Sign-up bonuses have always existed. Professional athletes frequently receive large sign-on bonuses when transferring to a new sports team.
Sign-on incentives are now more available than ever in the middle of the “Great Resignation,” or the spike in workers leaving their jobs since the commencement of the coronavirus pandemic. Many organizations openly advertise sign-on bonuses to all potential employees, not just top prospects. If you’ve spotted a job posting or received a job offer with an enticing sign-on bonus, here’s what you should know and think about before moving forward.
What Exactly Is a Sign-On Bonus?
A sign-on bonus is a monetary incentive offered by a firm to a job prospect in exchange for accepting their job offer. The bonus can be a one-time payment, a series of payments spread out over time, or stock options.
When Are Sign-On Bonuses Available?
When a company recognizes that you can add significant value to their organization or that you are contemplating many job offers, they may arrange a sign-on bonus as an additional incentive to attract you to join. Sign-on or recruiting bonuses have also grown more prevalent during the coronavirus pandemic to entice job searchers in the hardest-hit industries.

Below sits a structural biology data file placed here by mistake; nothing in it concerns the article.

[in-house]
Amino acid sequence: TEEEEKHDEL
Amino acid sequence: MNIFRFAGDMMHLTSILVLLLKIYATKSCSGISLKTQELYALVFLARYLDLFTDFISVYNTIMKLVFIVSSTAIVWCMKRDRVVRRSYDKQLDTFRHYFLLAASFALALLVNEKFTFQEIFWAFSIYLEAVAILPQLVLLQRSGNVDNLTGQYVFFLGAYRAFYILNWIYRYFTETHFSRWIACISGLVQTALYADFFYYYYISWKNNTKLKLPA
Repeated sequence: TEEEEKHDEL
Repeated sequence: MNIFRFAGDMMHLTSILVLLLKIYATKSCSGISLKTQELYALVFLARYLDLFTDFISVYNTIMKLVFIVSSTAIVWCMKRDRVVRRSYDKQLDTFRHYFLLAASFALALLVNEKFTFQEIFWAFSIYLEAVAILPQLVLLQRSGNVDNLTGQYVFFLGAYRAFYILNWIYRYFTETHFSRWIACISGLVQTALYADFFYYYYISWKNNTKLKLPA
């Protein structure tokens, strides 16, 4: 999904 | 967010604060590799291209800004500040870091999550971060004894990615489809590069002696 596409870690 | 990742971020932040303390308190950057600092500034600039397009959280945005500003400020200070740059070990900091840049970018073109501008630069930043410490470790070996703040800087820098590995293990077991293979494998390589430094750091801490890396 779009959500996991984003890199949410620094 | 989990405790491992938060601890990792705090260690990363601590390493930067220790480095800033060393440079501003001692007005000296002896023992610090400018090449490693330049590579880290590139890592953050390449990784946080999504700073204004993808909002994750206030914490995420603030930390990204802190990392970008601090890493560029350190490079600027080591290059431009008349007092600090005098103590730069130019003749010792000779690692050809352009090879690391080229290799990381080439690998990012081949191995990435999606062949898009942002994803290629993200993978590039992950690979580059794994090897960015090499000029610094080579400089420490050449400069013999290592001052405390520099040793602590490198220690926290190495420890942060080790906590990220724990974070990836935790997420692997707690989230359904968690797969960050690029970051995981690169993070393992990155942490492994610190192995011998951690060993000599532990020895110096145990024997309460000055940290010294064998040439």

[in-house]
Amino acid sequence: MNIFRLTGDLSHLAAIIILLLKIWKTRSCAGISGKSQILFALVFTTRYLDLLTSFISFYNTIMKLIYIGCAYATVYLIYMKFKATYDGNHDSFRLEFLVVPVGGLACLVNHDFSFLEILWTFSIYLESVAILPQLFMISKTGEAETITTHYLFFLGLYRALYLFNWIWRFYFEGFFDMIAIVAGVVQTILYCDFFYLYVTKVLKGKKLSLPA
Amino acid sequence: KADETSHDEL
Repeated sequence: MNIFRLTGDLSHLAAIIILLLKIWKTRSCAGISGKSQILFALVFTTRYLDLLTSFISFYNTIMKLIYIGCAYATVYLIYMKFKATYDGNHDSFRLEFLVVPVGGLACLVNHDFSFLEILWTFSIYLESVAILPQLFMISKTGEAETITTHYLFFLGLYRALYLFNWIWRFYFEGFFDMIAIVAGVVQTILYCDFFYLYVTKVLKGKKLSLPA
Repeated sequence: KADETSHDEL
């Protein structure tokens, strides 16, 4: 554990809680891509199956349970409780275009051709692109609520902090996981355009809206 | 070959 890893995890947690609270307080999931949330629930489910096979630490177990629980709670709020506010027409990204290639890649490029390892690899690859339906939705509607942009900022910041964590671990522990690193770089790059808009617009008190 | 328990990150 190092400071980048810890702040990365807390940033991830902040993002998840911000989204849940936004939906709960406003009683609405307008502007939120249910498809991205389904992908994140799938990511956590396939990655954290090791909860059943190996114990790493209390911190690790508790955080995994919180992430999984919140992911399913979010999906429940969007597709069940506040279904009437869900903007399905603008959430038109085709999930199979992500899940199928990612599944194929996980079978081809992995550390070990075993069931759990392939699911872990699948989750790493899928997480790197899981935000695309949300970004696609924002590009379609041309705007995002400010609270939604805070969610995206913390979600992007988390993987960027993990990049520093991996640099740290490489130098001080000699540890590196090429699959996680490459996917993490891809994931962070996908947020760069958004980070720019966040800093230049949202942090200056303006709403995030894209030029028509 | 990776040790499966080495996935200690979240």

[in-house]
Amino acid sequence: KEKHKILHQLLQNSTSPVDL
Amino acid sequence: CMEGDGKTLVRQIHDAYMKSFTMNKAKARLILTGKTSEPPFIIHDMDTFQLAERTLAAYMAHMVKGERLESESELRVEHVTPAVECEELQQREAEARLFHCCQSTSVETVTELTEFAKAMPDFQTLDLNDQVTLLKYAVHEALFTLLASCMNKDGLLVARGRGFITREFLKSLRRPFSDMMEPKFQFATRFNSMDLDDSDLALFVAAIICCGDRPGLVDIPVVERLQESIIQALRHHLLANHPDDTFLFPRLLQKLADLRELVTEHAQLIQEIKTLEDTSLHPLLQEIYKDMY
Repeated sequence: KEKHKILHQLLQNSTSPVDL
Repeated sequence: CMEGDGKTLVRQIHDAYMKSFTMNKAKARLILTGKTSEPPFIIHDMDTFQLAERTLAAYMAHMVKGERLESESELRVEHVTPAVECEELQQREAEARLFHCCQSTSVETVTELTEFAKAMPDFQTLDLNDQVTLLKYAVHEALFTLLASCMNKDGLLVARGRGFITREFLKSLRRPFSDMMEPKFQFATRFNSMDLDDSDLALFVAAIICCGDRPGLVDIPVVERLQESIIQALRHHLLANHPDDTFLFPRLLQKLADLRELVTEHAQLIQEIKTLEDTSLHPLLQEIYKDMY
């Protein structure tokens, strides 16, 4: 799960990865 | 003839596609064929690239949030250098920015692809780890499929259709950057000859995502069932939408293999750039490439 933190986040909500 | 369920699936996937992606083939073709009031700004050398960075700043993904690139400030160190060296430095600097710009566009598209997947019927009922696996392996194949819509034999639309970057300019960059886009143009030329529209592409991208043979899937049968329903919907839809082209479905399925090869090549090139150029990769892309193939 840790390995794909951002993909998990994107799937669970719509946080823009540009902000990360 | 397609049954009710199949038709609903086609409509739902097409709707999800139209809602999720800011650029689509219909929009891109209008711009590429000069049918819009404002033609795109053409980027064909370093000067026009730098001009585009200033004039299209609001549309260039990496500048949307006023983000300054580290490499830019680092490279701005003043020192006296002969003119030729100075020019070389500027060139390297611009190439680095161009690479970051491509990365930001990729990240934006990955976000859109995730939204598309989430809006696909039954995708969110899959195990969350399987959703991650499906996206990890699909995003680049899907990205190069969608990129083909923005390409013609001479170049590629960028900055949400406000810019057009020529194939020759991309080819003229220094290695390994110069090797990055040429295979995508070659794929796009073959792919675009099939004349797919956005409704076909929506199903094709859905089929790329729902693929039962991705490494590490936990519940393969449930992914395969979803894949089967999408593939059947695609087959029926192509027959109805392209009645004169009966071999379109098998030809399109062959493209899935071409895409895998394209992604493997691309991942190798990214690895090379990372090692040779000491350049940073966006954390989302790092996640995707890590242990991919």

When Do Sign-On Bonuses Get Paid?
After the candidate accepts the employment offer, they are entitled to a sign-on bonus. After the new employee signs the paperwork for a new job, some organizations give the sign-on bonus in one flat payment. Others provide the incentive in installments over the first year of employment.
What industries or occupations provide sign-on bonuses?
Sign-on bonuses vary by industry, but generally, they are reserved for management and executive roles rather than fresh professionals entering the workforce. There are, of course, exceptions, such as organizations trying to hire personnel during the great resignation. In addition, new professionals with a specific high-level talent or knowledge that makes them more valuable to the organization wishing to hire them may also be eligible for a sign-on bonus. You might do some preliminary research on the company to discover if sign-on bonuses are generally given to new employees. When hiring new personnel, you can also query your network connections for advice about industry best practices.
Examine the Small Print
Before taking a job with a sign-on bonus, make sure you understand the terms. In addition, you should ensure that you understand how and when you will receive the bonus so that there are no surprises.
Do you have to meet any prerequisites, such as finishing a probationary term, before you can receive the bonus? Do you have to return the bonus if you decide the job isn’t for you and leave? Are you preceding additional benefits by accepting the sign-up bonus?
Also, make sure you understand when you will receive your sign-on bonus. The firm and the conditions will determine this. Please request a copy of the bonus papers to go over and consider before accepting it.